Moving Along 21st Century Teachers
I recently read a good article geared towards teachers. The premise was how do you know when you're ready to lead? Coincidentally, not long after, I was asked the same question. I make a living teaching and leading. It's what I do and what I love. Since much of my work is focused on helping teachers "understand" the bigger picture, I thought I'd share with you some of my thoughts on how to help people move forward:
Assessment - Self assessment is important, but take note from others too. There's nothing wrong with admitting you're not perfect. In fact, it's those who are able to accept critical feedback from peers that continually move along in their development. It takes years to perfect some qualities of good teaching. How will you know what you don't know? To get better at something you need to understand what it is that you do well, and what you need improvement in. So it is simply not enough to ask yourself what you think YOU need help with; it's important to ask others that you trust to provide feedback too. Ask them to visit your classroom and watch you work. Visit theirs. Take notes; ask questions. Talk to their students; talk to yours. You can learn a lot from people if you just spend some time with them. Look around at your environment. Take note of your peers. Who do they interact with? How do others respond to them? Ask them to take video and replay your sessions together. Use a rubric to help you recognize patterns. A technology progression chart or rubric will provide a framework for conversation. Discuss. Listen.
Audience - Know your "students". Observe your students in different classrooms during the day and in different spaces. Take notes. Ask yourself, are the needs of most students being met? I like to ask myself, "Who is my most "interesting" child?" Interesting can be interpreted in many ways. How will I plan my lesson to ensure that that child's needs are being met? This helps me think about ways to differentiate my lesson. It also helps me keep the work challenging and interesting enough to capture the most "interesting" child's interest.
Sensory - Everything that you can hear, touch, smell, taste and see will affect the learning environment for someone. What do you see, hear, touch, taste, as you observe lessons being delivered? Take note of how these sensory experiences may affect students. Perhaps they even affect you. Everything that affects the senses - the sounds you hear (it is noisy outside), acoustics of a room, (does the teacher need a speaker to be audible enough), visuals, (are visuals distracting or not attracting enough attention) will impact delivery of lessons. Are you teaching in the best possible environment? What can you do to change that?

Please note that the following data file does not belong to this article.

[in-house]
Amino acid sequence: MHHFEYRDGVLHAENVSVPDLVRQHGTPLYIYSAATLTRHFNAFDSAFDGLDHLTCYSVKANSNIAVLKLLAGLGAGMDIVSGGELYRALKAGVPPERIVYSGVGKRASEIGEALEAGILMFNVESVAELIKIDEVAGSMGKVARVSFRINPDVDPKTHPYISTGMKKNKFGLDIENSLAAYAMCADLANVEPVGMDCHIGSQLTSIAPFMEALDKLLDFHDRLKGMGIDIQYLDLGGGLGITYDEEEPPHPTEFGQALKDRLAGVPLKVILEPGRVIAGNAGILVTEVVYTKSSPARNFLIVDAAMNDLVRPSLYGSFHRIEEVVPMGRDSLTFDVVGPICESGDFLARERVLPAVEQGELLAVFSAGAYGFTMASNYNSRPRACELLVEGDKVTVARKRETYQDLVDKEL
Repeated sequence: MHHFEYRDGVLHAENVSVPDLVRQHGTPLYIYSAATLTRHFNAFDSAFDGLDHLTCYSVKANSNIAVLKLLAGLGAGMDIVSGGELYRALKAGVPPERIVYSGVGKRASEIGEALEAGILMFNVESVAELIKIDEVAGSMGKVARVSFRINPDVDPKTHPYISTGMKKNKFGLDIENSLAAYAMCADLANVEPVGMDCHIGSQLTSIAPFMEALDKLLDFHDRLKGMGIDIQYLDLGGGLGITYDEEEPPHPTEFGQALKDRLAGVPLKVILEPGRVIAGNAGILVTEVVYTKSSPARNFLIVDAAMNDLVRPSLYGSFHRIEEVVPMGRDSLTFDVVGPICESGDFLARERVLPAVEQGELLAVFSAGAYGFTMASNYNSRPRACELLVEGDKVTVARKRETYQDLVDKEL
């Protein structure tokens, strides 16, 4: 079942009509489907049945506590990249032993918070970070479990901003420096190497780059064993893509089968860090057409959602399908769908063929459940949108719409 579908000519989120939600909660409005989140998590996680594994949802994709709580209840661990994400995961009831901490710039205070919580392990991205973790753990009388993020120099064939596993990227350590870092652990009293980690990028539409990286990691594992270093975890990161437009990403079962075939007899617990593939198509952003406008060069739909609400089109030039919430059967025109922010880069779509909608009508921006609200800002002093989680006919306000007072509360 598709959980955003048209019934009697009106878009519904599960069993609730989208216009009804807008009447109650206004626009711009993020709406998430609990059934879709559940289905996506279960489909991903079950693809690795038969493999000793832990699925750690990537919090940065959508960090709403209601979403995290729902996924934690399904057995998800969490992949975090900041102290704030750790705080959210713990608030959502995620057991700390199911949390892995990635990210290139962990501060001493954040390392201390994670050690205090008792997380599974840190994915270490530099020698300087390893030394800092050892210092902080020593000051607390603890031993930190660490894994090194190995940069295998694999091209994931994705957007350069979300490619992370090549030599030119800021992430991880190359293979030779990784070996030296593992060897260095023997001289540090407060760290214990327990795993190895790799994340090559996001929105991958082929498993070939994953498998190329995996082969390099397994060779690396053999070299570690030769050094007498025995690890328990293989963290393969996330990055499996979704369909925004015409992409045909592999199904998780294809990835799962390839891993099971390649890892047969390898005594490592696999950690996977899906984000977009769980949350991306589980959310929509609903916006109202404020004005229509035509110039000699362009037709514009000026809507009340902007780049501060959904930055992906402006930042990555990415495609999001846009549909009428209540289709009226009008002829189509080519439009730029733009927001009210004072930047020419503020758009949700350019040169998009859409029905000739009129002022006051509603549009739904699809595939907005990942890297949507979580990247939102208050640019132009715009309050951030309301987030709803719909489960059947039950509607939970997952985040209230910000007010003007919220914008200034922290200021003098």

Design is important. What is my classroom layout? How does it support good teaching? Even the way the desks are arranged make a difference in a classroom. If you want to work towards increasing collaboration and communication, take note of the way your chairs are arranged. Change the layout to make it easier to introduce group work. Is it easy for students to speak with each other? Are there also spaces for students to work independently? Does the layout support good learning for the cohort? I have had teachers move desks in between sessions to accommodate different cohorts of students in order to impact learning positively. Guess what? It works.
Creativity and Innovation - Think about what makes your class "different". You're ready to lead if you can truly say you live in this century and it shows. Ask yourself, "If I walked into my classroom today and I had a choice, would I stay?" What makes your classroom innovative? Is it the method of teaching? Engaging others from outside the school? Are students excited because they feel like they are part of the action? Learning is a verb. Your classroom should look like one.
Finally, define the terms. Speak with one voice. Every teacher should come to an understanding of 21st century skills that is equal to others. Use correct terminology. Don't confuse collaboration with cooperation. How do you define risk? Probe each other and fine tune your objectives. What areas of 21st century learning do you want to embrace?
Finally, Build a Relationship. Nothing can replace the building of a relationship with people. Discuss all you want with your fellow teachers but don't forget to listen. It's too easy to "suggest" something to them rather than try and work the lesson from the inside out so you will need to dedicate time to planning and redesigning lessons from scratch. Be fearless but also create a fear-free environment. You'll learn plenty along the way too.
Blanca E. Duarte, Chief Enablement Officer, LogicWing